An elastic theory for line tension at a boundary separating two lipid monolayer regions of different thickness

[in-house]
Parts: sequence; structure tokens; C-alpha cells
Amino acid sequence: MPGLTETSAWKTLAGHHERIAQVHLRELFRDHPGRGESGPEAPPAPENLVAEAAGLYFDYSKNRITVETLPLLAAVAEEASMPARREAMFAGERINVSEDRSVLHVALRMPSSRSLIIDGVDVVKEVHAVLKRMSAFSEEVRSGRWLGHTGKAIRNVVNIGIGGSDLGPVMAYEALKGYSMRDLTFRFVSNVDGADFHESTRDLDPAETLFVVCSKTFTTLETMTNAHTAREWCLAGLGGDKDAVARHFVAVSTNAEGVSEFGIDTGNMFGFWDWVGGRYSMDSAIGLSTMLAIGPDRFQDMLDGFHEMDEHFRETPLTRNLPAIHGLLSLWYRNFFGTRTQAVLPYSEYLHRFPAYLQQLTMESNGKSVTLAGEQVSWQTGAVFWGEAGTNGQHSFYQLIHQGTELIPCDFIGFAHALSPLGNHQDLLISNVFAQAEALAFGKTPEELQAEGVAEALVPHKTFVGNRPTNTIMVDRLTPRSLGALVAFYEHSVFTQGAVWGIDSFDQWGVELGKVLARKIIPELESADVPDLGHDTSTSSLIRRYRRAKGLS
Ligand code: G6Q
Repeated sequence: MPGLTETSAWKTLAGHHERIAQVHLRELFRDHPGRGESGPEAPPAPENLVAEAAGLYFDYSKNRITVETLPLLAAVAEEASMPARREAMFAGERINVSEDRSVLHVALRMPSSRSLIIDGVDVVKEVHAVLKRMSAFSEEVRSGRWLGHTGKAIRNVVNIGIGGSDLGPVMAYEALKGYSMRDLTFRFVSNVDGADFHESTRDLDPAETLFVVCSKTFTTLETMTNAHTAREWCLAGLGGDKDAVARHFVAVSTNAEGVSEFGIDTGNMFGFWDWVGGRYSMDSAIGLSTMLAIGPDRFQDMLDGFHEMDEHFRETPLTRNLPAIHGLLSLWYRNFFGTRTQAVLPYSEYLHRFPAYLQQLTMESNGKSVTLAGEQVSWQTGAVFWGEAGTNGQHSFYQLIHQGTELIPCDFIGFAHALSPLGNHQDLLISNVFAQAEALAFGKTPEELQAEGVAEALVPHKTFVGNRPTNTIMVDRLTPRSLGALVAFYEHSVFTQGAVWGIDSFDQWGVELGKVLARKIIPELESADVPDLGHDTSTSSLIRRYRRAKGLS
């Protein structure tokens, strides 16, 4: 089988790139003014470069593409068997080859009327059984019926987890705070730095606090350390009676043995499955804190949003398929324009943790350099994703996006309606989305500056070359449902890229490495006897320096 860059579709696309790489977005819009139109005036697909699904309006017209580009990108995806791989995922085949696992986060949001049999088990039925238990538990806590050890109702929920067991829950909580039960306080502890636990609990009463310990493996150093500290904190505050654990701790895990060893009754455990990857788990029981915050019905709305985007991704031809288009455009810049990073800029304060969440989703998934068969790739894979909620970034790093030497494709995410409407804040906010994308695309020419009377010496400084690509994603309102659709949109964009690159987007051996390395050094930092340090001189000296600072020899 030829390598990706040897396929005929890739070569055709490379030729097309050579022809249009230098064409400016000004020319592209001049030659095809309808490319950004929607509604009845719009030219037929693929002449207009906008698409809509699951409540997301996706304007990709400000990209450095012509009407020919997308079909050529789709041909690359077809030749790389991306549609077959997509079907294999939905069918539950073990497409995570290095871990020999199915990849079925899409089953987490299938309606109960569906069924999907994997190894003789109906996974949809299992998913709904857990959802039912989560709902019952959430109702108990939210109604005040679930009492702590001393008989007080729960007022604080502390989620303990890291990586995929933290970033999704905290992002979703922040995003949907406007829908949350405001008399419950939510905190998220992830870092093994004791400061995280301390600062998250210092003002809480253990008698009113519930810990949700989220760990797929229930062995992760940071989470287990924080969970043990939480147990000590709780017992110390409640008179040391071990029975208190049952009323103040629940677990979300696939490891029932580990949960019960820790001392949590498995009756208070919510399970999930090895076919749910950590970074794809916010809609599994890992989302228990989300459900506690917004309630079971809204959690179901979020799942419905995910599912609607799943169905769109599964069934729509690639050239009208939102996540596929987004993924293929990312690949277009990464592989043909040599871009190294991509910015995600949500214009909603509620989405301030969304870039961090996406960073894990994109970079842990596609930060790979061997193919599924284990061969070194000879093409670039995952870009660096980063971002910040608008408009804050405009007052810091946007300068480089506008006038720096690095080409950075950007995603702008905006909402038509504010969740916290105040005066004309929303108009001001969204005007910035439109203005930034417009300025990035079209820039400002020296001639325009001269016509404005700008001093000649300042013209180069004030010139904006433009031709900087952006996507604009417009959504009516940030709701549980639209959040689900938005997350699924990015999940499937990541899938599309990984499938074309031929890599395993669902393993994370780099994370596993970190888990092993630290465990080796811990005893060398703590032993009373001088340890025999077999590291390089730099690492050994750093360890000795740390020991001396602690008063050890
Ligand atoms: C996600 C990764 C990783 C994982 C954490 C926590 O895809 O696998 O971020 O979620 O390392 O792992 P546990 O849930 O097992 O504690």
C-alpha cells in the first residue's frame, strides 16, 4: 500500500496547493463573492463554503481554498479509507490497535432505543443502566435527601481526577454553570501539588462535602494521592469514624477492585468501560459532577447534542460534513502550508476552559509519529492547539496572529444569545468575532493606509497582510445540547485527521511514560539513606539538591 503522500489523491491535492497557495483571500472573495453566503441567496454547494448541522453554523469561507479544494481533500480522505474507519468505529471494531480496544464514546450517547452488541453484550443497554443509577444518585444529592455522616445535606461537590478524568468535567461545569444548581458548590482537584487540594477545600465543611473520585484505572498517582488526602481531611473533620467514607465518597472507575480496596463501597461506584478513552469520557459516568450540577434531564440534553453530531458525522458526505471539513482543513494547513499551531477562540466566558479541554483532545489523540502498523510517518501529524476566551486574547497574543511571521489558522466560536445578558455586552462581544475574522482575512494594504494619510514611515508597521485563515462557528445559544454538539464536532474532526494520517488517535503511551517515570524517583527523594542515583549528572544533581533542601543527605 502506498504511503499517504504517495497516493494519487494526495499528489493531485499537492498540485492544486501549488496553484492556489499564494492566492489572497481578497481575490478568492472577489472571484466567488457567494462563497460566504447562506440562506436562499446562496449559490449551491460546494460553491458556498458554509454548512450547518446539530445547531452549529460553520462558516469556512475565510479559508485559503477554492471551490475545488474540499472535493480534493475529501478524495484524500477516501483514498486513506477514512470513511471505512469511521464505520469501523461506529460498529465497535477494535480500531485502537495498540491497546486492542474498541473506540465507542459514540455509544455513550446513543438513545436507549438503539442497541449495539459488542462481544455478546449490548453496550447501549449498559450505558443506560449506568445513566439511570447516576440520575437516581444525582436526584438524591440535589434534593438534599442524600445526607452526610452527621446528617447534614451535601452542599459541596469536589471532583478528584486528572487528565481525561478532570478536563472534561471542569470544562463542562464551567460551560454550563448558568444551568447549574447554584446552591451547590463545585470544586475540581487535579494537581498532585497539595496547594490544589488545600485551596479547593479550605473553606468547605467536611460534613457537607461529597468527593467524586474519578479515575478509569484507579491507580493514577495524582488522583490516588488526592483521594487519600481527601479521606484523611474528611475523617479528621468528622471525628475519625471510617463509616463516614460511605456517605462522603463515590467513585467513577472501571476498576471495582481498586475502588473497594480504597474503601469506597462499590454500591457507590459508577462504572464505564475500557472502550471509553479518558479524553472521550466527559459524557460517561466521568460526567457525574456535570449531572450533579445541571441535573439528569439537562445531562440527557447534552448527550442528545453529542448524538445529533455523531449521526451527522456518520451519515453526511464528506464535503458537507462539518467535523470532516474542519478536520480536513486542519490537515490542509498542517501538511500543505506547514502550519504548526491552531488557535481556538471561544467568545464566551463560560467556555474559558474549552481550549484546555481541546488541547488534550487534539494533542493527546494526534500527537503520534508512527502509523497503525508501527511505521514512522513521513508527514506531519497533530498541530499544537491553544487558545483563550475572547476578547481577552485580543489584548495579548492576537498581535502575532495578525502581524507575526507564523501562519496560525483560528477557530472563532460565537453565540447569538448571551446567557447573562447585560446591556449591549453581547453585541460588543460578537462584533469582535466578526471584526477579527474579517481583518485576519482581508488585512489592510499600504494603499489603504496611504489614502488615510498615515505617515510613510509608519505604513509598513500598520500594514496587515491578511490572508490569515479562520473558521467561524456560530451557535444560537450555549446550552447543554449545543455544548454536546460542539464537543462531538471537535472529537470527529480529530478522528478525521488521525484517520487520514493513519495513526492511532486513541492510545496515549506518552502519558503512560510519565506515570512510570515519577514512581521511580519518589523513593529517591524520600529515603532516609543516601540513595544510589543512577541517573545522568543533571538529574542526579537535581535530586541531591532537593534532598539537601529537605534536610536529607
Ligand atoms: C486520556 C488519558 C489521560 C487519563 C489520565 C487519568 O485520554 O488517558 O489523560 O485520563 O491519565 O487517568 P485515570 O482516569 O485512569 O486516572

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To study theoretically the physics of the interface between liquid ordered (”raft”) and liquid disordered domains in biological cells and bilayer lipid membranes, we approximated this complex system by considering the energetics of one planar lipid monolayer leaflet at the interface between two regions of different thickness. Because it is energetically unfavorable to expose the hydrophobic lipid tails of the thicker region to water, lipid molecules deform near the interface in order to diminish the area of the acyl chain-water contact. This deformation is used to calculate the interfacial line tension. Leaflets are treated as a continuous elastic medium and the spatial distribution of deformations and the line tension are obtained by minimizing the total (elastic and hydrophobic) energy of the monolayer. Using reasonable values of elastic and spatial parameters, we found that lipid deformation completely eliminates any hydrophobic contact with water due to thickness differences. The energy of the system is therefore determined exclusively by the elastic deformation of the monolayer. Lipid deformations occur over a narrow region of similar to2-4 nm near the interface boundary. The value of the monolayer line tension is calculated to be similar to0.5kT/nm for a similar to0.5 nm difference in monolayer thickness. This value of the line tension is sufficient to maintain the circular shape of cholesterol-sphingolipid domains observed in lipid bilayer membranes. The energy of interaction of two thick domains separated by a thinner domain is obtained: thick domains attract from a distance of 1-2 nm. (C) 2003 Elsevier B.V. All rights reserved.